Study by Mainz physicists indicates that the next generation of neutrino experiments may well find the answer to one of the most pressing issues in neutrino physics

Among the most exciting challenges in modern physics is the identification of the neutrino mass ordering. Physicists from the Cluster of Excellence PRISMA+ at...

Im Focus: Therapies without drugs

Fraunhofer researchers are investigating the potential of microimplants to stimulate nerve cells and treat chronic conditions like asthma, diabetes, or Parkinson’s disease. Find out what makes this form of treatment so appealing and which challenges the researchers still have to master.

A study by the Robert Koch Institute has found that one in four women will suffer from weak bladders at some point in their lives. Treatments of this condition...

Im Focus: A step towards controlling spin-dependent petahertz electronics by material defects

The operational speed of semiconductors in various electronic and optoelectronic devices is limited to several gigahertz (a billion oscillations per second). This constrains the upper limit of the operational speed of computing. Now researchers from the Max Planck Institute for the Structure and Dynamics of Matter in Hamburg, Germany, and the Indian Institute of Technology in Bombay have explained how these processes can be sped up through the use of light waves and defected solid materials.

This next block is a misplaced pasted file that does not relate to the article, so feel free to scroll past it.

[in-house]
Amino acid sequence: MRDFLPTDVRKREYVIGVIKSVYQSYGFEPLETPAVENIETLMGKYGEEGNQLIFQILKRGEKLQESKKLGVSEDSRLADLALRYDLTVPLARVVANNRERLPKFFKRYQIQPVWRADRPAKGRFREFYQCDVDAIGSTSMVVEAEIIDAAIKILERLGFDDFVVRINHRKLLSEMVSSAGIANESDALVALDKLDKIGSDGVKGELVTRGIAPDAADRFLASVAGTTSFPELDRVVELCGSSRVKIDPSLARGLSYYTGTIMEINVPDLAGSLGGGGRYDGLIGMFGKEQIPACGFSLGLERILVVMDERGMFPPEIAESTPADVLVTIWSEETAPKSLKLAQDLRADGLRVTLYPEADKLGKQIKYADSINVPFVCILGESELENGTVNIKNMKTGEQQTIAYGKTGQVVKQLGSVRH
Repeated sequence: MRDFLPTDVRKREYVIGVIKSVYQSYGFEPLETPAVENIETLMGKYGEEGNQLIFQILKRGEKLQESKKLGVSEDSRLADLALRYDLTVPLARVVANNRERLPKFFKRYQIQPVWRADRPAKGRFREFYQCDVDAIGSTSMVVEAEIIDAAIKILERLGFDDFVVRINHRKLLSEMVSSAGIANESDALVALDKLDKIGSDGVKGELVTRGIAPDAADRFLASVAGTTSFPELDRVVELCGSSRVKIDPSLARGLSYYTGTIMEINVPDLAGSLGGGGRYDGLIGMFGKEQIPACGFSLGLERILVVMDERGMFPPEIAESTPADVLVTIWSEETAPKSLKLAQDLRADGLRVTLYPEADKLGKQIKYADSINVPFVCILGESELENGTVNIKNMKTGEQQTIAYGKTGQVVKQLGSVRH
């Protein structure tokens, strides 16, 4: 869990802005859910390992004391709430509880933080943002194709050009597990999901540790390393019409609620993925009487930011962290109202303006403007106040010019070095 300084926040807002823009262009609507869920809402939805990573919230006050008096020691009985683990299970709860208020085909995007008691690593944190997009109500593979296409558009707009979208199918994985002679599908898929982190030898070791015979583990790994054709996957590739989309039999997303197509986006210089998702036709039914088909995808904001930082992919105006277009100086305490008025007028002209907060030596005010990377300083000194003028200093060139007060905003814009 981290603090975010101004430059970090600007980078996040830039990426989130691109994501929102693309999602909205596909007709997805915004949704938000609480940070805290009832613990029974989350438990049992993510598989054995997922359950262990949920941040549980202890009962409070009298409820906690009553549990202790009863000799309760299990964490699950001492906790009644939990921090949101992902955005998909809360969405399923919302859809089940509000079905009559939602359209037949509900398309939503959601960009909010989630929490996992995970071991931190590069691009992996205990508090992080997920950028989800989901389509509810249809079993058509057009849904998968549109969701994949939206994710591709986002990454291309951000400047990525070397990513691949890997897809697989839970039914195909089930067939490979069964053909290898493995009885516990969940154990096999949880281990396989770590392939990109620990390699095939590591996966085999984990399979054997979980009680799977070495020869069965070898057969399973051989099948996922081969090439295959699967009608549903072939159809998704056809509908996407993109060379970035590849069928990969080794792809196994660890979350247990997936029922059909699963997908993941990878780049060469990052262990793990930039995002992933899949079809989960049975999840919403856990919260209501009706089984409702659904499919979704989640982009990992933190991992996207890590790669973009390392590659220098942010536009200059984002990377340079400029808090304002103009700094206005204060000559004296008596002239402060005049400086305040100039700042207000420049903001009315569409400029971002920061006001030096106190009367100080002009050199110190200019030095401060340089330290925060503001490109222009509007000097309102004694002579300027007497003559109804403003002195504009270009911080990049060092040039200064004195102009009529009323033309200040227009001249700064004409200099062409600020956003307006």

Light waves perform several hundred trillion oscillations per second. Hence, it is natural to envision employing light oscillations to drive the electronic...

Im Focus: Freiburg researcher investigate the origins of surface texture

Most natural and artificial surfaces are rough: metals and even glasses that appear smooth to the naked eye can look like jagged mountain ranges under the microscope. There is currently no uniform theory about the origin of this roughness despite it being observed on all scales, from the atomic to the tectonic. Scientists suspect that the rough surface is formed by irreversible plastic deformation that occurs in many processes of mechanical machining of components such as milling.

Prof. Dr. Lars Pastewka from the Simulation group at the Department of Microsystems Engineering at the University of Freiburg and his team have simulated such...

All Focus news of the innovation-report >>>

Anzeige

Anzeige

VideoLinks
Industry & Economy
Event News

70th Lindau Nobel Laureate Meeting: Around 70 Laureates set to meet with young scientists from approx. 100 countries

12.02.2020 | Event News

11th Advanced Battery Power Conference, March 24-25, 2020 in Münster/Germany

16.01.2020 | Event News

Laser Colloquium Hydrogen LKH2: fast and reliable fuel cell manufacturing

15.01.2020 | Event News

 
Latest News

New molten metal hybrid filters from TU Freiberg will make components even safer and more resistant in the future

28.02.2020 | Materials Sciences

Polymers get caught up in love-hate chemistry of oil and water

28.02.2020 | Life Sciences

Two NE tree species can be used in new sustainable building material

28.02.2020 | Architecture and Construction

VideoLinks
Science & Research
Overview of more VideoLinks >>>